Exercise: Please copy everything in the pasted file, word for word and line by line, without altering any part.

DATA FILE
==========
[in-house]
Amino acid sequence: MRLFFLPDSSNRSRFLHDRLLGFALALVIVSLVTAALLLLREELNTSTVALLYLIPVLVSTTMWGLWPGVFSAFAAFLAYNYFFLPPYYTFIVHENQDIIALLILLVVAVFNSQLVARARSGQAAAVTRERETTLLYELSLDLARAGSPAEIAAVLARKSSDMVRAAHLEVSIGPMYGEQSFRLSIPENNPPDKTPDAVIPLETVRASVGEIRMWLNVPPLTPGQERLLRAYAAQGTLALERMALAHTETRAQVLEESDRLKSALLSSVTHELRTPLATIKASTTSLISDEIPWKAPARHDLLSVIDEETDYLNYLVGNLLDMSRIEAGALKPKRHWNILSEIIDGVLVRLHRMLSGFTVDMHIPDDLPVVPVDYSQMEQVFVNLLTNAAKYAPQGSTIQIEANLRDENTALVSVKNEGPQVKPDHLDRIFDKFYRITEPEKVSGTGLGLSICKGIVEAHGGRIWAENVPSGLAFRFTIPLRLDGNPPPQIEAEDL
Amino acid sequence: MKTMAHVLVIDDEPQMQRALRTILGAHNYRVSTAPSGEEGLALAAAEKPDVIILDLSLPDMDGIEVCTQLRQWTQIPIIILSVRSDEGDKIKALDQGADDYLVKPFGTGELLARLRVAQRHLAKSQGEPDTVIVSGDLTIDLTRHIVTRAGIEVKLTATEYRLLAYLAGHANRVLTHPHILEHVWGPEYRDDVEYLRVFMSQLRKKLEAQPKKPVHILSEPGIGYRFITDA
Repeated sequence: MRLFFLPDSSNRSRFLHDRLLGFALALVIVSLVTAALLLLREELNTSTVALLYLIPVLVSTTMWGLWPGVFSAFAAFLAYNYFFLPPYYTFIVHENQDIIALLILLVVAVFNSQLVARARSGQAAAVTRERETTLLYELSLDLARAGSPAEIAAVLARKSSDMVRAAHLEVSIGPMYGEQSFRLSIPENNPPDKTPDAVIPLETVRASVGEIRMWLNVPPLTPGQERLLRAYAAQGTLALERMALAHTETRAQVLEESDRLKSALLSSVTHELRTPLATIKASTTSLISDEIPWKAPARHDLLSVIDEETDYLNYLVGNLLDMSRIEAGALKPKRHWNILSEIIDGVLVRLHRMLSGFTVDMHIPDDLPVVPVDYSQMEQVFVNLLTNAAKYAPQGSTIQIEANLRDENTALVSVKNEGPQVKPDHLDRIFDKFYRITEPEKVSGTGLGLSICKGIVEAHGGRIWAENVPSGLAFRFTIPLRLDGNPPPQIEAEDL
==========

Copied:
[in-house]
Amino acid sequence: MRLFFLPDSSNRSRFLHDRLLGFALALVIVSLVTAALLLLREELNTSTVALLYLIPVLVSTTMWGLWPGVFSAFAAFLAYNYFFLPPYYTFIVHENQDIIALLILLVVAVFNSQLVARARSGQAAAVTRERETTLLYELSLDLARAGSPAEIAAVLARKSSDMVRAAHLEVSIGPMYGEQSFRLSIPENNPPDKTPDAVIPLETVRASVGEIRMWLNVPPLTPGQERLLRAYAAQGTLALERMALAHTETRAQVLEESDRLKSALLSSVTHELRTPLATIKASTTSLISDEIPWKAPARHDLLSVIDEETDYLNYLVGNLLDMSRIEAGALKPKRHWNILSEIIDGVLVRLHRMLSGFTVDMHIPDDLPVVPVDYSQMEQVFVNLLTNAAKYAPQGSTIQIEANLRDENTALVSVKNEGPQVKPDHLDRIFDKFYRITEPEKVSGTGLGLSICKGIVEAHGGRIWAENVPSGLAFRFTIPLRLDGNPPPQIEAEDL
Amino acid sequence: MKTMAHVLVIDDEPQMQRALRTILGAHNYRVSTAPSGEEGLALAAAEKPDVIILDLSLPDMDGIEVCTQLRQWTQIPIIILSVRSDEGDKIKALDQGADDYLVKPFGTGELLARLRVAQRHLAKSQGEPDTVIVSGDLTIDLTRHIVTRAGIEVKLTATEYRLLAYLAGHANRVLTHPHILEHVWGPEYRDDVEYLRVFMSQLRKKLEAQPKKPVHILSEPGIGYRFITDA
Repeated sequence: MRLFFLPDSSNRSRFLHDRLLGFALALVIVSLVTAALLLLREELNTSTVALLYLIPVLVSTTMWGLWPGVFSAFAAFLAYNYFFLPPYYTFIVHENQDIIALLILLVVAVFNSQLVARARSGQAAAVTRERETTLLYELSLDLARAGSPAEIAAVLARKSSDMVRAAHLEVSIGPMYGEQSFRLSIPENNPPDKTPDAVIPLETVRASVGEIRMWLNVPPLTPGQERLLRAYAAQGTLALERMALAHTETRAQVLEESDRLKSALLSSVTHELRTPLATIKASTTSLISDEIPWKAPARHDLLSVIDEETDYLNYLVGNLLDMSRIEAGALKPKRHWNILSEIIDGVLVRLHRMLSGFTVDMHIPDDLPVVPVDYSQMEQVFVNLLTNAAKYAPQGSTIQIEANLRDENTALVSVKNEGPQVKPDHLDRIFDKFYRITEPEKVSGTGLGLSICKGIVEAHGGRIWAENVPSGLAFRFTIPLRLDGNPPPQIEAEDL